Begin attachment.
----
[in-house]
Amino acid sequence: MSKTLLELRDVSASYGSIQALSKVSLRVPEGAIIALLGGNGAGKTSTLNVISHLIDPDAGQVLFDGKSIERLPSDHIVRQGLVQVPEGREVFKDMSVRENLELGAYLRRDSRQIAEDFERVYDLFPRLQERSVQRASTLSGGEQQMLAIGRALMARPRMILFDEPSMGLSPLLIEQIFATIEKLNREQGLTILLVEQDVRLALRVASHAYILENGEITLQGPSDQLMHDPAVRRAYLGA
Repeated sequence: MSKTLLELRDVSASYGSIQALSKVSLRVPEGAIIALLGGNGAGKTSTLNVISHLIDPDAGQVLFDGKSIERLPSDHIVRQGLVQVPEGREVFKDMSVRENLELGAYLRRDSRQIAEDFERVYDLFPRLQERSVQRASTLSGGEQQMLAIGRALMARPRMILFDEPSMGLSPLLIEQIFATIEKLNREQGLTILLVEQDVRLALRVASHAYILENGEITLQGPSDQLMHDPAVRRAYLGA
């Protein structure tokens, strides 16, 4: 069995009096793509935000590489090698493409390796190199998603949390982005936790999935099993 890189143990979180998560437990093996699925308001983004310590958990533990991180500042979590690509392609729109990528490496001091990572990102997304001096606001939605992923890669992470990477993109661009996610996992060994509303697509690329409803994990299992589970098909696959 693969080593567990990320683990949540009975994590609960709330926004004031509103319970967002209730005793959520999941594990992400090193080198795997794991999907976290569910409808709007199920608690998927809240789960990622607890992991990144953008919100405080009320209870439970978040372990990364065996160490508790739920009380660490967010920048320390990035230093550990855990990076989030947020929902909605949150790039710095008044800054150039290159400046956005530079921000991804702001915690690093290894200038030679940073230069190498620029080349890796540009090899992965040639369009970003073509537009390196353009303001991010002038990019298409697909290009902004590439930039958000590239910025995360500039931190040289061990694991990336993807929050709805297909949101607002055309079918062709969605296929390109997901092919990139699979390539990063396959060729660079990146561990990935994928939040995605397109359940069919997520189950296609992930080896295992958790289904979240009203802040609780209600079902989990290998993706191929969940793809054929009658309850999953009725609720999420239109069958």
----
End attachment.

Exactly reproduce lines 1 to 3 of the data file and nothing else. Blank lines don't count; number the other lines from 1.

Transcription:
[in-house]
Amino acid sequence: MSKTLLELRDVSASYGSIQALSKVSLRVPEGAIIALLGGNGAGKTSTLNVISHLIDPDAGQVLFDGKSIERLPSDHIVRQGLVQVPEGREVFKDMSVRENLELGAYLRRDSRQIAEDFERVYDLFPRLQERSVQRASTLSGGEQQMLAIGRALMARPRMILFDEPSMGLSPLLIEQIFATIEKLNREQGLTILLVEQDVRLALRVASHAYILENGEITLQGPSDQLMHDPAVRRAYLGA
Repeated sequence: MSKTLLELRDVSASYGSIQALSKVSLRVPEGAIIALLGGNGAGKTSTLNVISHLIDPDAGQVLFDGKSIERLPSDHIVRQGLVQVPEGREVFKDMSVRENLELGAYLRRDSRQIAEDFERVYDLFPRLQERSVQRASTLSGGEQQMLAIGRALMARPRMILFDEPSMGLSPLLIEQIFATIEKLNREQGLTILLVEQDVRLALRVASHAYILENGEITLQGPSDQLMHDPAVRRAYLGA